Pandemic Between Our Ears

For The Fabulous Wife and me the COVID-19 pandemic is over, at least until a variant can pierce our vaccine shield. What a joy! We’ve been hanging out with friends at every opportunity. Invariably an early topic of our conversations is the unvaccinated. A month or two ago we’d express bewilderment at them. Now I’m starting to hear less charitable sentiments, along the lines of “they’ve been given every chance to get the vaccine, so if they get sick and die, screw ‘em.”

I don’t condone — but do understand — the anger. The unvaccinated not only endanger themselves, they give the coronavirus time and opportunity to evolve strains that endanger the rest of us.

And that quiet seething isn’t confined to laypeople like our friends. Ed Yong, the Atlantic’s Pulitzer Prize-winning pandemic reporter, recently published a story about the surge of coronavirus cases in under-vaccinated southwest Missouri, where the health care system is close to breaking. He quotes a local medical director frustrated by the needless suffering and death and the relentless pressure on his staff: “You’re just angry, and you feel guilty for getting angry, because they’re sick and dying.”

My friends keep wondering why the unvaccinated won’t just get the shot. With concise logic they refute every argument for not getting jabbed. But then someone (often me) interjects that this isn’t about logic, and the group agrees that no, it isn’t. We’re willing to believe it’s foolish, and we’re willing to believe it’s political, with extremists on the left convinced the vaccine is another bad-faith medical experiment like the Tuskegee Syphilis Study and extremists on the right convinced their freedom to raise a middle finger to the rest of society is more important than their health (or life) and that they’re comparable to Holocaust victims.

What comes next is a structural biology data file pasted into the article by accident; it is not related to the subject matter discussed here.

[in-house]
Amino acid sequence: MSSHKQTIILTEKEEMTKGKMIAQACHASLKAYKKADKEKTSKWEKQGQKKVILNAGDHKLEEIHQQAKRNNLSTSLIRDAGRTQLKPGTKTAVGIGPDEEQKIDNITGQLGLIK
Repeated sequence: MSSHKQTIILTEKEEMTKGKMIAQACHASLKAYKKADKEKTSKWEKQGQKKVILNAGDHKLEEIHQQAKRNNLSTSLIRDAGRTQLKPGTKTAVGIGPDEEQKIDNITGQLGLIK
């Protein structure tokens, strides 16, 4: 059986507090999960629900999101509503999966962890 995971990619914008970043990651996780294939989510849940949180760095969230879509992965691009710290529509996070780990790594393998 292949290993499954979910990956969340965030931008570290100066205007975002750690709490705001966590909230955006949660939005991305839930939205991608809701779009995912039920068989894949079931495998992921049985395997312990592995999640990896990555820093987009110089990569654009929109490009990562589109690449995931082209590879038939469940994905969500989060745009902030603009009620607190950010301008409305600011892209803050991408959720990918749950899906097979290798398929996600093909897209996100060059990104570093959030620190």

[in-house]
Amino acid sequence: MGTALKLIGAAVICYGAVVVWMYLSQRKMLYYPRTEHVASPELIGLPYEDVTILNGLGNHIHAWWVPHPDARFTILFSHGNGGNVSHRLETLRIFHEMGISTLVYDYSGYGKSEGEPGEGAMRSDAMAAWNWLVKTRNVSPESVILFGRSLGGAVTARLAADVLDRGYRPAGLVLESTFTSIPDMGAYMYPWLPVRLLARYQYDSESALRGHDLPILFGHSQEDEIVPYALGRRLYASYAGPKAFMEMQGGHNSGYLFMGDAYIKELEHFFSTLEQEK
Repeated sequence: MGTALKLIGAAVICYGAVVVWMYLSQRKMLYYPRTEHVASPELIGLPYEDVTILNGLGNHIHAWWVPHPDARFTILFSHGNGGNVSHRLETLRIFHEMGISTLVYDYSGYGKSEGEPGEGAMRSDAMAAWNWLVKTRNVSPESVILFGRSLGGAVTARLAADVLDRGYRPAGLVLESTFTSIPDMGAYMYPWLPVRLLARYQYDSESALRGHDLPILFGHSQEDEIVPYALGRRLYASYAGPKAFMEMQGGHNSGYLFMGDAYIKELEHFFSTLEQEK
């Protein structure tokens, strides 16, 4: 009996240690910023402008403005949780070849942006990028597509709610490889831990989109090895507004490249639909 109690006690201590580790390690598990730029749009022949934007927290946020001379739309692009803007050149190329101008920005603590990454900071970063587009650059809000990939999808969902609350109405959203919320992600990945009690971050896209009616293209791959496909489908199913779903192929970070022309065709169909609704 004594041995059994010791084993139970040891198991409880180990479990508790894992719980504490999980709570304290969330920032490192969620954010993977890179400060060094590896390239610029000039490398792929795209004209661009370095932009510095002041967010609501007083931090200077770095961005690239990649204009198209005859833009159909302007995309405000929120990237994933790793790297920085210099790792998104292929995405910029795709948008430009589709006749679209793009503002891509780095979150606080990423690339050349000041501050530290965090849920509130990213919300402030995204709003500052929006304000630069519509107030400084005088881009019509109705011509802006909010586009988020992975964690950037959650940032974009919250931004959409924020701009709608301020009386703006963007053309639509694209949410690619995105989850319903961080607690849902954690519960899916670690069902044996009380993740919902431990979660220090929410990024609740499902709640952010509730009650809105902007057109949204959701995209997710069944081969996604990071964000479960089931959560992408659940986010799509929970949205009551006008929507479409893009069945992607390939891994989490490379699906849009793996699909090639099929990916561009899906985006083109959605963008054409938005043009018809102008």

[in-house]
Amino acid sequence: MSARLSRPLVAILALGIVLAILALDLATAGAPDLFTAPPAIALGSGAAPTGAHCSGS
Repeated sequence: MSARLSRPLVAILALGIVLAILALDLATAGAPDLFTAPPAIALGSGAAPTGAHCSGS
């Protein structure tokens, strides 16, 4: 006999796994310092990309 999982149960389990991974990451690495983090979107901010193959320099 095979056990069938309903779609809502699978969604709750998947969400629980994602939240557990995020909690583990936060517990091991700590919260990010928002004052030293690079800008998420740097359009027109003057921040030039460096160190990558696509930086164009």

What none of us have suggested, but what I’m slowly starting to believe, is that it’s psychotic.

There’s a reason I call this blog Element of Uncertainty: I’m not always convinced of my own arguments. That’s the case here, in part because it feels too strongly put, in part because I don’t feel I’ve completely thought it through, and in part because I don’t want to face it. I’m putting it out there because it’s become impossible to ignore that significant minorities on both sides of the political divide (although the one on the right is far larger and more indulged by its leaders) have grown so unable to deal with empirical reality that they’ve created an alternate reality they now seem to fully inhabit, and that’s the very definition of psychosis: a mental state marked by loss of contact with reality. It would be one thing if their inability to handle the truth affected only themselves, but, as with vaccine resistance, it imperils us all.

The notion has its roots in my years as risk manager at UC Berkeley, where I saw so much psychosis I began to suspect Carlo Cipolla’s Five Basic Laws of Human Stupidity hold true for it as well, especially the first basic law: “Always and inevitably everyone underestimates the number of stupid individuals in circulation.” Do we underestimate the number of psychotic individuals in circulation? I’m guessing yes, if only because so many of us equate sane with normal. A lot of what’s considered normal in some circles, for example racism, isn’t sane at all. But what else are we to call people who insist you can judge human beings by their skin color? Or that climate change and Biden’s victory aren’t real but QAnon is? Is a sickness less of a sickness because so many people have it? We don’t feel that way about physical illnesses like the flu or COVID-19. I don’t know why we’d feel differently about psychosis.

Since I’m already out on a limb, in my next post I’ll share a theory about why so many more Americans than in the past are exhibiting psychotic symptoms.

Got anything to protect us from conspiracy theories?

Former Risk Manager at UC Berkeley, author of four books, ectomorphic introvert.